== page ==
The third major in women’s golf will get underway on Thursday with the 2019 KPMG Women’s PGA Championship. The tee times begin at 7:40 a.m. Central Time when Americans Sarah Burnham, Mina Harigae and Tiffany Joh, along with Thailand’s Pavarisa Yokutan and P.K. Kongraphan and Italy’s Giulia Molinaro tee off.
There are numerous intriguing storylines in women’s golf at the moment. Here are five reasons to watch this weekend.
5) History at Hazeltine–Since 1966, the historic Hazeltine National Golf Club has hosted two U.S. Women’s Opens, two U.S. Opens, and two PGA Championships. This is the first time the Women’s PGA Championship is being played in the state of Minnesota. Previous champions include Americans Sandra Spuzich and Hollis Stacy on the women’s side and Tony Jacklin of England, Americans Payne Stewart and Rich Beem and South Korea’s Y.E. Yang on the men’s side. The golf course also hosted the 2016 Ryder Cup which was won 17-11 by the United States.
4) An opportunity to watch world number one Jin-young Ko–Heading into the 2019 LPGA season, the most famous golfer with the last name of Ko, was Lydia Ko of New Zealand, the 15-time LPGA winner and two-time major champion (2015 Evian Championship and 2016 ANA Inspiration). However, in 2019, Lydia Ko has struggled, and a new Ko has emerged. Jin-young Ko of South Korea has won twice this season. They came at the Bank of Hope Founders Cup on March 24 in Phoenix and the first major of 2019, the ANA Inspiration from Rancho Mirage, CA on April 7. She has also had two second place finishes, a third place, a fifth place and has not yet missed one cut in 2019.
3) Canada’s Brooke Henderson–Last week at the Meijer LPGA Classic in Grand Rapids, MI, Brooke Henderson of Smiths Falls, Ontario set the record for most LPGA or PGA wins by a Canadian when she won her ninth LPGA event. Henderson shot a score of -21 to beat four other golfers by one stroke. Sandra Post had eight wins on the LPGA Tour, while Mike Weir and George Knudson share the record for the most PGA wins by a Canadian, also with eight. Now Henderson will try to make more history by becoming the first Canadian golfer to win two majors. Henderson previously became the third Canadian golfer to win a major when she won the 2016 Women’s PGA Championship at Sahalee, a suburb of Seattle. The other two are Post, who won the 1968 LPGA Championship, and Weir, who won the 2003 Masters.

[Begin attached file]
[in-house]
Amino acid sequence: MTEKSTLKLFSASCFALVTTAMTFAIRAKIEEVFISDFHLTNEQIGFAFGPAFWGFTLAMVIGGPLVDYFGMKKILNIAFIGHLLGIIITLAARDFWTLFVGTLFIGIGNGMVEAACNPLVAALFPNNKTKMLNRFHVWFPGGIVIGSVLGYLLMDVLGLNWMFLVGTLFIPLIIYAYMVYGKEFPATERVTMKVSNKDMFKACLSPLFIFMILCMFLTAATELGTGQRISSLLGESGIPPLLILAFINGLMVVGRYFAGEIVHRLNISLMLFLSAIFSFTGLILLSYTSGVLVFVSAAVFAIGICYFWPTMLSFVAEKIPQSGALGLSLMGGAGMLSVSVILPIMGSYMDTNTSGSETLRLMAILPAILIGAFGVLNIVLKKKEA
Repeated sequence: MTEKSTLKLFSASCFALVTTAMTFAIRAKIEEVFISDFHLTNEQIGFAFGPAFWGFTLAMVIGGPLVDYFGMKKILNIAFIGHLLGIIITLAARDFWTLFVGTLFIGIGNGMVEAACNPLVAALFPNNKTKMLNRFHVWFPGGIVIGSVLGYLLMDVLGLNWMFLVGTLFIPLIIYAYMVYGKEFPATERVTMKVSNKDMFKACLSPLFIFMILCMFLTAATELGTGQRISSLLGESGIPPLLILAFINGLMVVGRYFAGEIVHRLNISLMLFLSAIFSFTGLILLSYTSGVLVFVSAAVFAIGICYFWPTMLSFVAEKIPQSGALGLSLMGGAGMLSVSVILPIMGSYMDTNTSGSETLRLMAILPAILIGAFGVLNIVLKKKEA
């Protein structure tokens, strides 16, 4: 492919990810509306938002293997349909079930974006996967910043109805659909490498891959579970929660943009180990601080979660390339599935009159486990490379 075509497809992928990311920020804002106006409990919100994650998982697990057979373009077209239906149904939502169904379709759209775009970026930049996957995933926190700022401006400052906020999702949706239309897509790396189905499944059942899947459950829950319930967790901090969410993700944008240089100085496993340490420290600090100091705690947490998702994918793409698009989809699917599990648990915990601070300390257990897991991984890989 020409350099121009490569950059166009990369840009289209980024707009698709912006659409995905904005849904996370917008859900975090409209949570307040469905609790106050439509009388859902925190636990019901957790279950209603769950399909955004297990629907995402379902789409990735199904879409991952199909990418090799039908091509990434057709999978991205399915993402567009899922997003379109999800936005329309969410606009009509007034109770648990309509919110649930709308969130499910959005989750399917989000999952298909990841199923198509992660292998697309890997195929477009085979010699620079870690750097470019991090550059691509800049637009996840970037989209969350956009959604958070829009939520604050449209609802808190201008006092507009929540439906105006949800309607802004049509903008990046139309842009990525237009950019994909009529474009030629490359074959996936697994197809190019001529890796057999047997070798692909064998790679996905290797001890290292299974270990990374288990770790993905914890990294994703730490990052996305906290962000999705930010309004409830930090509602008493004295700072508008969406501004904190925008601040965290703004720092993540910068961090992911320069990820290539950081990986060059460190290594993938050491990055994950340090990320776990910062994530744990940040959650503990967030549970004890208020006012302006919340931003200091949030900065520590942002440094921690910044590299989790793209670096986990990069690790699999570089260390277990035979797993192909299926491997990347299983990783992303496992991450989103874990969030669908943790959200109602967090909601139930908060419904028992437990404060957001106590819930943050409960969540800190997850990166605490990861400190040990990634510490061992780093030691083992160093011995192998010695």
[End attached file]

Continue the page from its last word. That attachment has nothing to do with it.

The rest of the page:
2) Lexi Thompson is finding her groove–Over the last two weeks, one could argue that no golfer is entering the Women’s PGA Championship with more momentum than world number two, Lexi Thompson of Coral Springs, FL. On June 9 at the ShopRite LPGA Classic in New Jersey, Thompson won her 11th career LPGA event. That was followed by a second place finish to Henderson at the Meijer LPGA classic. However, in the third round in Michigan, Thompson was spectacular as she shot an 18 hole score of -10 to get back into contention. Thompson is also looking for her second major as she won the 2014 ANA Inspiration.
1)Is this the year that Korean golfers sweep the five majors?–Heading into Hazeltine, two South Korean golfers have won the first two majors as Jin-Young Ko won the ANA Inspiration and Jeong-eun Lee won the U.S. Women’s Open. A South Korean golfer has won a major on the LPGA Tour every year since 2011. Now it will be interesting to see if a Korean can win all five majors (three in the United States, one in Great Britain and one in France) all in the same calendar year. At the present time there are nine South Korean golfers in the top 20 in the Rolex World Golf Rankings.